College of Law > About > Centers & Institutes > Mary and Michael Jaharis Health Law Institute > E-Pulse Newsletter > public-health-impact-beyond-a-hurricane
Margaret Kawarski / 10/20/2017 / Twitter / Facebook
When a hurricane strikes, the resulting death, injury, and damage is an immediate emergency concern. Rescue teams rush into communities and individuals donate resources to help ease the burden of flood destruction. However, when the initial shock of the disaster is over, public health concerns that can lead to serious illness are often left in the shadows. Texas Senator, Tom Price, declared a public health emergency in the wake of Hurricane Harvey in response to these often-overlooked issues. He, along with other members of the community, acknowledged that the concern is predominately for already vulnerable populations such as: the homeless, elderly, and chronically ill. The addressed areas of apprehension were: (1) access to medical care and prescriptions, (2) spread of infectious disease, (3) harm from contaminated water, (4) exposure to mold, (5) mosquito-borne infections, and (6) psychological tolls.
Limited access to prescriptions and medical care is especially worrisome for individuals with chronic illnesses, such as diabetes, who were forced to evacuate their homes without their medication. Not only do these patients lack their life sustaining treatments, but some do not even know the specific type of medication they were prescribed. Amidst the chaos caused by the hurricane and routine day-to-day emergencies such as heart attacks, the loss of medication and new emergencies surface and impose a strain on medical care and resources.
Aside from medical emergencies, rescue protocols, such as placing individuals in tight quarters for an extended period of time, can be wrought with health concern. This arrangement along with poor sanitation further strains the health of the community by easing the transmission of disease at a rapid pace. This is advanced with the now contaminated water. When individuals try to find shelter, they often times track through large amounts of water that may be contaminated with bacteria and chemicals. The risk of infectious contagions increases when individuals do not have the means to wash their hands from the contaminated water they were exposed to. Further, many individuals are injured during a crisis and cross the water with open wounds allowing microbes to seep into their system. Standing water poses another threat as it may exacerbate mosquito-borne disease. The pool of water remains as a breeding ground for many mosquitoes and raises concern for West Nile Virus and Zika. It is also important to note that not only do victims face health concerns, but the individuals that are part of rescue teams also face tremendous burdens. One major concern for rescue workers is their exposure to mold, especially in warm areas. Their health must not be neglected as they spend days surrounded in flooded homes filled with mold.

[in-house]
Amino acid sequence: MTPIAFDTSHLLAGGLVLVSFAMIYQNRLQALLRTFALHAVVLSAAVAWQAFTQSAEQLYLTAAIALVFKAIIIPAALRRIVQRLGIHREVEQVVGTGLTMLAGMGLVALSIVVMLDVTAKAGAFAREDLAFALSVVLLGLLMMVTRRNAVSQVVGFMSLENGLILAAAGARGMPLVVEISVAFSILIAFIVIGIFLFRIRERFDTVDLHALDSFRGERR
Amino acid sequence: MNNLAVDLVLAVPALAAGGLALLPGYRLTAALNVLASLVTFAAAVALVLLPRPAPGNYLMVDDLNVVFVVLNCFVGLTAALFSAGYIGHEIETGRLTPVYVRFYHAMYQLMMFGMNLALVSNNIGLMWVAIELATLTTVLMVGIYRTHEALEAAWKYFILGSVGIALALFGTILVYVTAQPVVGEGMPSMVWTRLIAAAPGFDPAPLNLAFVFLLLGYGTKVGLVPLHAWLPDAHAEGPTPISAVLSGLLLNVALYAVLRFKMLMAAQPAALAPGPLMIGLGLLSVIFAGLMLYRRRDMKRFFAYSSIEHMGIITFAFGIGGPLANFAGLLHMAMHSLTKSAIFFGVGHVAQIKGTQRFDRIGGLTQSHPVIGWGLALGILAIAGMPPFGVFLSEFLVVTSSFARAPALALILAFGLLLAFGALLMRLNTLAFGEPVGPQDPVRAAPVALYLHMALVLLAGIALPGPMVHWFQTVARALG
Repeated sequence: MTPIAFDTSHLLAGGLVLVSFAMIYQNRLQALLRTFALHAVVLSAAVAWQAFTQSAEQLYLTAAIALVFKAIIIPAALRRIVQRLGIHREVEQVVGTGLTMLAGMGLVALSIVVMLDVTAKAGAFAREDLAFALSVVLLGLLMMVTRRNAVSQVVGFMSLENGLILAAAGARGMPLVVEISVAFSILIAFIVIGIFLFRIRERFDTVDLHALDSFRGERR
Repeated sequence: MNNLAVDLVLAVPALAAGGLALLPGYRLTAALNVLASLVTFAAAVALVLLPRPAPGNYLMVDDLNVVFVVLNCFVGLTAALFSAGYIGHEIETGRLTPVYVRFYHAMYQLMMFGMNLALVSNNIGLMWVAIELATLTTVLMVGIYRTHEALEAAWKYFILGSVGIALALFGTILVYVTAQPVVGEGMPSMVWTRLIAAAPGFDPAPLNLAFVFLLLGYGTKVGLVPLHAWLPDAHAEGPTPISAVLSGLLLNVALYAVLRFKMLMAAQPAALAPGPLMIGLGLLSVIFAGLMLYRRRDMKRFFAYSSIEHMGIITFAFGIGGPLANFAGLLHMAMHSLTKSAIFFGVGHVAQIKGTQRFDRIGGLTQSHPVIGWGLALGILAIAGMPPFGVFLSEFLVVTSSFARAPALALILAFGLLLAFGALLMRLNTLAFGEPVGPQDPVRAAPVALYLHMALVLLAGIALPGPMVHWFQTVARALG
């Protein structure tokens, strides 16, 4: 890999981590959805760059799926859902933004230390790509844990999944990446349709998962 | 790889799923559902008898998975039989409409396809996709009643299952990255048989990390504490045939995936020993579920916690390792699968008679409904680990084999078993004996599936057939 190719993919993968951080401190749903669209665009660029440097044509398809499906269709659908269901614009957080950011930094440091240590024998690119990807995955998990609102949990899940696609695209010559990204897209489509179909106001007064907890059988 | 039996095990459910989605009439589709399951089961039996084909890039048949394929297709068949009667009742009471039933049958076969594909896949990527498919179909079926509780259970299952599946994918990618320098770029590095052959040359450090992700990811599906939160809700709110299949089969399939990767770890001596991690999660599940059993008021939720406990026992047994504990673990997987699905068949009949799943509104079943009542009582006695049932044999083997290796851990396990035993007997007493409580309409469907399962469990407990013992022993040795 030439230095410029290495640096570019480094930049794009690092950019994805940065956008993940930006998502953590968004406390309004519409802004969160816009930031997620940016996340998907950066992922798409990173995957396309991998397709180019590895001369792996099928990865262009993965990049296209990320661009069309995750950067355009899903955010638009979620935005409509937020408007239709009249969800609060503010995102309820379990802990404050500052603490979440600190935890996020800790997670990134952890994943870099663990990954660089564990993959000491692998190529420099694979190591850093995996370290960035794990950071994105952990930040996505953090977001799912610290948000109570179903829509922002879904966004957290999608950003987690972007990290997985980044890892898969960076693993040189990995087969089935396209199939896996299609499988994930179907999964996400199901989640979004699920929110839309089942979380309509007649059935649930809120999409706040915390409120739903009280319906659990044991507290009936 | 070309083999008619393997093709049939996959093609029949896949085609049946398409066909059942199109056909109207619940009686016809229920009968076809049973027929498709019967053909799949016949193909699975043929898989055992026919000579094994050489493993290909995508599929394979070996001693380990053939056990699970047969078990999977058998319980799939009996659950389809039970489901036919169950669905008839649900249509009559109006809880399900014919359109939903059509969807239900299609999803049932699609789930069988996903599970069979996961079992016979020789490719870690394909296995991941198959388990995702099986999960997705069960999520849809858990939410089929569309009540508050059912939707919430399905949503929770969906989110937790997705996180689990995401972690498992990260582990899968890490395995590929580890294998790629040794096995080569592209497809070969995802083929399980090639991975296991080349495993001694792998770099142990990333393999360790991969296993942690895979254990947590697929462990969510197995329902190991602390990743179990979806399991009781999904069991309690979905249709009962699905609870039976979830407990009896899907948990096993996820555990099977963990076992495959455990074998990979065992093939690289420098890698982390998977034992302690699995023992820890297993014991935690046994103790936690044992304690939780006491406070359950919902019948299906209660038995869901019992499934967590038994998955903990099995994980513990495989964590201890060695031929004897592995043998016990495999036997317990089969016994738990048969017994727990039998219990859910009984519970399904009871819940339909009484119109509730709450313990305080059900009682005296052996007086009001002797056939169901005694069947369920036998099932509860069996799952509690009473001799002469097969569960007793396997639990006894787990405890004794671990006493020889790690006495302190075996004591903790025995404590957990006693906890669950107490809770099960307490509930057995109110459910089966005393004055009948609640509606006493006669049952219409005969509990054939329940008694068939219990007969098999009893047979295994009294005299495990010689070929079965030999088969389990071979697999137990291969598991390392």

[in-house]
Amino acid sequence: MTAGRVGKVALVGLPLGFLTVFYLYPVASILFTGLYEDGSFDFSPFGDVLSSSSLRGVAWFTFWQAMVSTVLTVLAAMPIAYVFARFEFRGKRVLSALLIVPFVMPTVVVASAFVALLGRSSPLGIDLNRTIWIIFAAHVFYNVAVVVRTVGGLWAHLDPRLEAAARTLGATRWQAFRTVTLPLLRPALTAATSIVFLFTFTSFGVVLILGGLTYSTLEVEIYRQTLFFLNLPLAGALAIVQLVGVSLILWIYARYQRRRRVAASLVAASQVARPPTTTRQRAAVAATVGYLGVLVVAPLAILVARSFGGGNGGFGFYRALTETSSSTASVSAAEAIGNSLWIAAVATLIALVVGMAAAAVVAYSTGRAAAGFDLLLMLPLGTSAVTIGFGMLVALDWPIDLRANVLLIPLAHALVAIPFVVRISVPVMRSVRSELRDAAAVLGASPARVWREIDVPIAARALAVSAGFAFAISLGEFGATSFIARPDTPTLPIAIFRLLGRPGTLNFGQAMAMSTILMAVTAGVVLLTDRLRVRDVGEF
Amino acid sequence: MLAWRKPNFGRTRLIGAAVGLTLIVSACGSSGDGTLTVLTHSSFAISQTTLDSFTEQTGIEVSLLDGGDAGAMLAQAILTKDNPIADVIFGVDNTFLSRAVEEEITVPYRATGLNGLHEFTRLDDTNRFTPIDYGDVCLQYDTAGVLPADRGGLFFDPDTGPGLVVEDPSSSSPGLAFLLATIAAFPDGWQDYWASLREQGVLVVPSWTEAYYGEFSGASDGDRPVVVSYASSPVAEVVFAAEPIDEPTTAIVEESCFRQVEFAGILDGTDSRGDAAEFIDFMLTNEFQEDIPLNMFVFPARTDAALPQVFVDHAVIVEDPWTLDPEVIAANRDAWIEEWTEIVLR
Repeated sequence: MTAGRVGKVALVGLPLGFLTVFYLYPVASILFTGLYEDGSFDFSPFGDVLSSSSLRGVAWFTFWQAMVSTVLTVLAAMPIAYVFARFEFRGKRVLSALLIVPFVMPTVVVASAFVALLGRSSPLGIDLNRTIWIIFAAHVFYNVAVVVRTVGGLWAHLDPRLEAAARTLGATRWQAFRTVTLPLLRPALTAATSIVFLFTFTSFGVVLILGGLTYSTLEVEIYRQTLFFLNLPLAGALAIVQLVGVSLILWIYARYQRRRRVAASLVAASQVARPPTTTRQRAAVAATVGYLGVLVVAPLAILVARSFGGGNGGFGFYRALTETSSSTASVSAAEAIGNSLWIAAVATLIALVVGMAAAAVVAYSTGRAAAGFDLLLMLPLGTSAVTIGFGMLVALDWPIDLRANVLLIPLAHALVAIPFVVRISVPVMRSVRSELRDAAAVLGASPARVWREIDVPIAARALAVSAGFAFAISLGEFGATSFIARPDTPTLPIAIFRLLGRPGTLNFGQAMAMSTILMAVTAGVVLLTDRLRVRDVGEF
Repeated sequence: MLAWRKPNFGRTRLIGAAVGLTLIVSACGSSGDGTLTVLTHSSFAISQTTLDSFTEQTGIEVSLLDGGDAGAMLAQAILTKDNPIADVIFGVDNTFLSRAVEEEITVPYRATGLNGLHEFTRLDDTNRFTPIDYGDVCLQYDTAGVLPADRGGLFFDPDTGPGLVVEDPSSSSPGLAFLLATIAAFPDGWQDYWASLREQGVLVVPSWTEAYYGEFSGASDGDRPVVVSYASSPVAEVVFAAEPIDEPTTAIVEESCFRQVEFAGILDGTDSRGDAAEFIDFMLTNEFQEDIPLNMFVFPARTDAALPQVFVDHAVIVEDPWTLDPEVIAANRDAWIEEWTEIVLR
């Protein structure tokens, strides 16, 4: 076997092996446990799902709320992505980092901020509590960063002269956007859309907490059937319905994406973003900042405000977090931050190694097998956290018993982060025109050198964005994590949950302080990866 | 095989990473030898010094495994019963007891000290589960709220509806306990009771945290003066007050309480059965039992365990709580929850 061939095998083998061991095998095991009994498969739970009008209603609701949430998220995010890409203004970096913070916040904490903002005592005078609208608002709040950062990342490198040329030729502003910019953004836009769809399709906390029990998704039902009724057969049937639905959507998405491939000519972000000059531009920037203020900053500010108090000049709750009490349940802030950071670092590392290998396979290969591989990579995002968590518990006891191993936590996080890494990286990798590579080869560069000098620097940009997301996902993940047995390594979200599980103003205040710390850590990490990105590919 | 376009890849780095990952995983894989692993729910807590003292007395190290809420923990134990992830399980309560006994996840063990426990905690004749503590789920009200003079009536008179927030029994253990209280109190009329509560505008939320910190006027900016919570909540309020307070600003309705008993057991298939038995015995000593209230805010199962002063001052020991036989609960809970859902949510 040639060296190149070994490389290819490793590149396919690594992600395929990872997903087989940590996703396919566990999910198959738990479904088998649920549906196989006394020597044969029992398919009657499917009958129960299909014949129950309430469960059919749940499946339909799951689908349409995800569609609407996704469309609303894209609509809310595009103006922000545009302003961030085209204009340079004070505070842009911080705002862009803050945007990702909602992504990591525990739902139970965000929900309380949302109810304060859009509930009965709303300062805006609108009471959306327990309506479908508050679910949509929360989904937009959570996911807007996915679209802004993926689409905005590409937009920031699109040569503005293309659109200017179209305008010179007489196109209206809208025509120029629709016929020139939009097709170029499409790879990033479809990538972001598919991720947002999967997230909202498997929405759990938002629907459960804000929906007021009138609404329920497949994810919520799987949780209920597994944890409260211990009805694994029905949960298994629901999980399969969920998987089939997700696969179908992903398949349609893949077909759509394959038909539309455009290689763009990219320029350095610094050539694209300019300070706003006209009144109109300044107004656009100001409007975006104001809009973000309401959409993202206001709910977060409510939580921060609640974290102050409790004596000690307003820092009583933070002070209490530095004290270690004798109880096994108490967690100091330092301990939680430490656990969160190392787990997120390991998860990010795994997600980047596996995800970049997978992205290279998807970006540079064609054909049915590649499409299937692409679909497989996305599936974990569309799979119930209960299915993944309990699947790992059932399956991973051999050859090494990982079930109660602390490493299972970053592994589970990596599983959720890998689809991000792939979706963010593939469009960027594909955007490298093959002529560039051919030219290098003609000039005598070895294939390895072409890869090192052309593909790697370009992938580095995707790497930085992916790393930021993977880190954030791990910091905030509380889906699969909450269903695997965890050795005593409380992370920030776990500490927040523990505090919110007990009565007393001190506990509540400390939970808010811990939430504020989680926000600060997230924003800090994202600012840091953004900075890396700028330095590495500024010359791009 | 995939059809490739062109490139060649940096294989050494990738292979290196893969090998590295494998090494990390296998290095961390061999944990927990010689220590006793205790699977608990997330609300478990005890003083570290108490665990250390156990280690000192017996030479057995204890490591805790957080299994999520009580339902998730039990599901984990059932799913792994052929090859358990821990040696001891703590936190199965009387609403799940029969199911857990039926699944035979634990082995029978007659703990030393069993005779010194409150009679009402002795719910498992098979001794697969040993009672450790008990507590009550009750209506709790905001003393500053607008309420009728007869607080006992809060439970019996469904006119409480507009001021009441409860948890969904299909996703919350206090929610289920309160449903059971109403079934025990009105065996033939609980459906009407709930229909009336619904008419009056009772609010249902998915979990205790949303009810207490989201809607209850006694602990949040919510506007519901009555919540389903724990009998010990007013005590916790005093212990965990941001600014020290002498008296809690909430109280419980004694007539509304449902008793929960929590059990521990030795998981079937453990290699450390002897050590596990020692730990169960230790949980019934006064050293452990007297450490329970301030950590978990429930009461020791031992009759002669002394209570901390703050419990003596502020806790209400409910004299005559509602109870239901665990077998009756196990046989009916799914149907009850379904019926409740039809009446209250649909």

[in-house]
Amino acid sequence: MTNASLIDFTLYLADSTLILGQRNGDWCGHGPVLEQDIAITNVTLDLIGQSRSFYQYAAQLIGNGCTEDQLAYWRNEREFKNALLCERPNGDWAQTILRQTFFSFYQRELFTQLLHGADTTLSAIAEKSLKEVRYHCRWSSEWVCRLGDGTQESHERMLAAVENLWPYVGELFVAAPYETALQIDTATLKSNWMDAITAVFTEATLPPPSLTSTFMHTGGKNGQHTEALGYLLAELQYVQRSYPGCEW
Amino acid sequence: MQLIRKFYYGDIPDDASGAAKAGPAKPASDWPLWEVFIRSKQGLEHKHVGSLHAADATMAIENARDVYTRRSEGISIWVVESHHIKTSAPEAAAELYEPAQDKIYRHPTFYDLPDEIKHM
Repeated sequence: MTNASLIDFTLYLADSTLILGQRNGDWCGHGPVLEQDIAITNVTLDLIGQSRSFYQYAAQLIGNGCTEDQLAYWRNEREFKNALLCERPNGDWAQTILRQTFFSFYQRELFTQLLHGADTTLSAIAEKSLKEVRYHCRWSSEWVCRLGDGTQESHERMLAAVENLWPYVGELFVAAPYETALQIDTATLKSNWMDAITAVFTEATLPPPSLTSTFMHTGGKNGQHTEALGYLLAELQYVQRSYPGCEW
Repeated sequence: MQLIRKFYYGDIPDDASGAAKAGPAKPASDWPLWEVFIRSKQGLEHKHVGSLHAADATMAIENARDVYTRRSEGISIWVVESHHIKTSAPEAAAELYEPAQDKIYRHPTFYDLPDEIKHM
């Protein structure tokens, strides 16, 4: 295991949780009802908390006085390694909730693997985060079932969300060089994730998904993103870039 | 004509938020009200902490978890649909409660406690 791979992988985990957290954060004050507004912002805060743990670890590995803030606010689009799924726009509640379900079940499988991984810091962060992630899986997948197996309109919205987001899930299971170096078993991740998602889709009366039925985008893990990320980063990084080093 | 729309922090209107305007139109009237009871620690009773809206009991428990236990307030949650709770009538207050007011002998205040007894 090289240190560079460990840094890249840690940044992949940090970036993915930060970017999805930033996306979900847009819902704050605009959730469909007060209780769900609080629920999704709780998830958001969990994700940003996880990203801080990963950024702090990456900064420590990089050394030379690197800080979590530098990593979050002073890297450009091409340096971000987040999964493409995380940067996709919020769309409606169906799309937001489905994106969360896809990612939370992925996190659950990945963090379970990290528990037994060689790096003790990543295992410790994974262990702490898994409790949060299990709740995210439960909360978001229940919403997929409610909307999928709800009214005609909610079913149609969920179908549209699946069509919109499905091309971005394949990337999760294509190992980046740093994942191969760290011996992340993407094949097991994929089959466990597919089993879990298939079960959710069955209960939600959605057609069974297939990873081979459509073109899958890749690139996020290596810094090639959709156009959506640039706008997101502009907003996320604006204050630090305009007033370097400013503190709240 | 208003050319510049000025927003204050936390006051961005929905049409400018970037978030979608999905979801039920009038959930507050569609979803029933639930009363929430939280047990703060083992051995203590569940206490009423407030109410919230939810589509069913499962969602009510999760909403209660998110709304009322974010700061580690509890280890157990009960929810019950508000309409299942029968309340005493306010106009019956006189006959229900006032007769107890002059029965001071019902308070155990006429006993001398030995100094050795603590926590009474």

Public health concerns surrounding Hurricane Harvey are not limited to physical manifestations. Officials are also concerned about the psychological toll that crisis has on individuals. It is easier to distinguish a broken leg from one that is just strained, as compared to differentiating between a serious mental health issue and a healthy response to disaster. One approach that seems promising for mental health personnel during a crisis is effective communication, particularly with the focus on listening to community concerns.
Although the immediate health concerns in Texas will subside, there are many long term health concerns that cannot be neglected. Now that these health concerns have been brought to the communities’ attention, they can be monitored and used to mitigate public health concerns in future disasters. Perhaps in the future the State can prepare less crowded shelters, provide appropriate gear for rescuers working with mold, and address not only physical, but also mental health during times of crisis.
Margaret Kawarski is currently a second-year law student at DePaul University College of Law. Ms. Kawarski graduated from DePaul University with a degree in Bioscience. She is an active member in the Health Law Institute and will complete her law degree and certificate in health law in 2019.